New Japanese metro technologies cut costs

Posted on February 1, 2001

It seems that subway projects are only being implemented these days in developing countries in Eastern Europe and Asia, as the Western world says it can no longer afford them. That paradox is particularly true in America, where planners practically eliminated subway options for U.S. cities. It is unfortunate, as subways often remain the best urban transit solution. However, with the advent of new Japanese technologies, the metro option could reemerge on planners’ radar screens. With new low-floor subway cars (based on linear motor propulsion) and substantially smaller diameter tunnels, Japan has shown the world that the cost of underground rapid rail systems can be comparable to large elevated guideways in dense urban environments. Japan is gradually adopting linear induction motor (LIM) subway cars for a reason: The cost of space in its crowded cities is perhaps the most expensive in the world. Line 7 of the Osaka metro system, the second largest in Japan after Tokyo, uses Series 70 LIM drive cars. Each train is composed of four drive cars. The Tokyo Metropolitan Transportation Bureau followed Osaka’s example and now operates LIM driven cars on conventional rails. These new vehicles were manufactured to achieve smaller size inverter control units and other equipment. The bodies were built to lower the floor height (as low as 700mm), maintain ceiling height and increase passenger space with good comfort while greatly reducing the car height to decrease total vehicle size. It is possible to build a smaller, low profile tunnel that is faster to construct and substantially less expensive than a standard size subway. The outside diameter of the low profile tube is 17.5 feet compared to 24 feet for a standard tunnel (those are averages, which vary depending on installation). Generally, the bore of tunnels can be reduced by as much as 50% in a sectional area. With linear motors, which are non-adhesion driven, much steeper grades can be achieved, reducing the required length of a given line. That results in land acquisition and bored material disposal savings, which, in major metropolitan areas, are enormous. In summary, the new design results in a significant reduction in subway construction cost, the magnitude of which generally depends on local urban and soil conditions. Vehicle costs are marginally higher compared with the savings in the overall project cost, and LIM vehicle technology is proven and mature (successfully tested for subway applications in 1984). However, the Guangzhou, China, subway (now being extended) and Bangkok (Thailand) Metropolitan Rapid Transit Authority subway (now in the construction phase) seem to have overlooked the advances in their neighboring country.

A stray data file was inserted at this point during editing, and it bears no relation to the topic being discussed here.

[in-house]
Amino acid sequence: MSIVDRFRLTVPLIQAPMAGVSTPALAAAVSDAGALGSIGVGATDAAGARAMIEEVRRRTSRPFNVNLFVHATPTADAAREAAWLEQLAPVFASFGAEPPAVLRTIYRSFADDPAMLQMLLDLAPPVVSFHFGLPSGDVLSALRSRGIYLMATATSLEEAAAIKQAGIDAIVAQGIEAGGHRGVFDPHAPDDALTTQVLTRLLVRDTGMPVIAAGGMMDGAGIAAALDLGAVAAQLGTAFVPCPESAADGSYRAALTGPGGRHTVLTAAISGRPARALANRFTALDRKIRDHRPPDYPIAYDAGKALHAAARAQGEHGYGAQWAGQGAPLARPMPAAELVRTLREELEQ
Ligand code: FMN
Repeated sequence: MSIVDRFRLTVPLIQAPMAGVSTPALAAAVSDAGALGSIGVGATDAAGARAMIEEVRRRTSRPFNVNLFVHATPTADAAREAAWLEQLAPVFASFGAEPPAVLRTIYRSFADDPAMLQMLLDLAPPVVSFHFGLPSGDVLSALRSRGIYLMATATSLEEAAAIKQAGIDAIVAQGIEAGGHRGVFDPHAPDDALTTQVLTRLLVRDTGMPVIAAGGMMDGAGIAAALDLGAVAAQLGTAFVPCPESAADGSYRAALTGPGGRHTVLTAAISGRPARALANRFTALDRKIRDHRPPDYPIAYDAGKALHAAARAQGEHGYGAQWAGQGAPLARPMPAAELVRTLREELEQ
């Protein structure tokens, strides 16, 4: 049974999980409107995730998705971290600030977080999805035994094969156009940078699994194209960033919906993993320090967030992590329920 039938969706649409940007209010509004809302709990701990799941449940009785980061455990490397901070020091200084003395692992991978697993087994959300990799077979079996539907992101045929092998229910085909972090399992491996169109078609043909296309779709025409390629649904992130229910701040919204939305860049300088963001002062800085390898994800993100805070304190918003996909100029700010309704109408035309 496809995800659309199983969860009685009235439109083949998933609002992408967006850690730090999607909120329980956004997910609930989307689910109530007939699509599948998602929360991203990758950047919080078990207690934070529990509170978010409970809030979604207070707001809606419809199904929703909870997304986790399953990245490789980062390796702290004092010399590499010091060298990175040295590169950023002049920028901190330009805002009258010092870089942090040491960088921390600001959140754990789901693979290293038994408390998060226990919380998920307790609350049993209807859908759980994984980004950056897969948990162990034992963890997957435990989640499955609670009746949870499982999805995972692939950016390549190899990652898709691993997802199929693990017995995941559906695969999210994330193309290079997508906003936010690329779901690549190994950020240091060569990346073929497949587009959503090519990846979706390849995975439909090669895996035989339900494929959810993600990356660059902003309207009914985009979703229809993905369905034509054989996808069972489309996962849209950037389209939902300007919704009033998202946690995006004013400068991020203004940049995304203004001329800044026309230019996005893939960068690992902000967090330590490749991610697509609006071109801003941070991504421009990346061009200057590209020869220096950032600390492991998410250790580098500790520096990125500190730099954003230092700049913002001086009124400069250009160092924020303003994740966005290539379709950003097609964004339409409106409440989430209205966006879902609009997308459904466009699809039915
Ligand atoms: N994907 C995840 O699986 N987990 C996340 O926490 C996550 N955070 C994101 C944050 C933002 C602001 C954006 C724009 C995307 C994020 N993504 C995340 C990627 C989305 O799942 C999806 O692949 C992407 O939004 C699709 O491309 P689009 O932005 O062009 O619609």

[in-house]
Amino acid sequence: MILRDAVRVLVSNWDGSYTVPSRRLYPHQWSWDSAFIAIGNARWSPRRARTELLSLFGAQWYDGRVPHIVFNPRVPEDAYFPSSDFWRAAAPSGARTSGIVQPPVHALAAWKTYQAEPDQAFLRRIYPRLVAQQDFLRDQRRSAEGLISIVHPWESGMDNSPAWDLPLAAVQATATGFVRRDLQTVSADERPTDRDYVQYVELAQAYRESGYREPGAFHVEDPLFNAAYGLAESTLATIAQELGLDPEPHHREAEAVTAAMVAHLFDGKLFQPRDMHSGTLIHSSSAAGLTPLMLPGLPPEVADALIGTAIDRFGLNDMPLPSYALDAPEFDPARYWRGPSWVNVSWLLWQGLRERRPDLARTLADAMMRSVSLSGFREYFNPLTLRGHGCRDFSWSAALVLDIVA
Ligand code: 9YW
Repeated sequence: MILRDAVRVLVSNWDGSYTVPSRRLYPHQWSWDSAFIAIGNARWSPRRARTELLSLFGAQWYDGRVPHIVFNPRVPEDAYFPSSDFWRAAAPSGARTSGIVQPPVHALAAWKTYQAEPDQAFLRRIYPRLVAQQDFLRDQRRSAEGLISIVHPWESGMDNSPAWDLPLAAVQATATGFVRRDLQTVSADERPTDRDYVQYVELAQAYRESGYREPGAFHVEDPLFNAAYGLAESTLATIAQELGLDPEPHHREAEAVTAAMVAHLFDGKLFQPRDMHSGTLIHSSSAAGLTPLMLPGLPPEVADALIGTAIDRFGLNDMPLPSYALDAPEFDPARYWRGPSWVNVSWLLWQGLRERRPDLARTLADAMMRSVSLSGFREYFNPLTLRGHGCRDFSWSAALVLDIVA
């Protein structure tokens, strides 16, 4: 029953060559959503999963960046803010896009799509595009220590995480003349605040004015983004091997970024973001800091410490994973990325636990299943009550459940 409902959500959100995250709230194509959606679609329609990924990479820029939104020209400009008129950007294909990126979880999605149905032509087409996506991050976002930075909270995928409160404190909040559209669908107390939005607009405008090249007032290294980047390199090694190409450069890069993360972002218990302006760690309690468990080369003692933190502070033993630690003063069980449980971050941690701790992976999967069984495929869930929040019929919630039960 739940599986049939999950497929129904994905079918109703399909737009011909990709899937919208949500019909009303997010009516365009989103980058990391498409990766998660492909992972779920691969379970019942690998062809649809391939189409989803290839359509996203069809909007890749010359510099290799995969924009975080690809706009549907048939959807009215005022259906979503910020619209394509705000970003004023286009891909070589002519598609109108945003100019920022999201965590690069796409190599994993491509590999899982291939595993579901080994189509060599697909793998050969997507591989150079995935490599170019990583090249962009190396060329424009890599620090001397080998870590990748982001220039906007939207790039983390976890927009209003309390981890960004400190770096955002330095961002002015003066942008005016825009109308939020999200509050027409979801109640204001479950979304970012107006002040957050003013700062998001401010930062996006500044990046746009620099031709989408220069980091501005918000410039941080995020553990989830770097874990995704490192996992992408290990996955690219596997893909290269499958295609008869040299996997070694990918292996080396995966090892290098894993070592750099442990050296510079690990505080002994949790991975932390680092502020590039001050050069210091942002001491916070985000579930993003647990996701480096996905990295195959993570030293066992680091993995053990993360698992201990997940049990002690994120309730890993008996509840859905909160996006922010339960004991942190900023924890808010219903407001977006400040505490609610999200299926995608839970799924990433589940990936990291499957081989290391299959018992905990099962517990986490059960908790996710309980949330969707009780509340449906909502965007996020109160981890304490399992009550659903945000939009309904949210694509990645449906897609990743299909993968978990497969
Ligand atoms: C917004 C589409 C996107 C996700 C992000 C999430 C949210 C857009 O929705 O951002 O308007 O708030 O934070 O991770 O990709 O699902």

—Andrew Jakes

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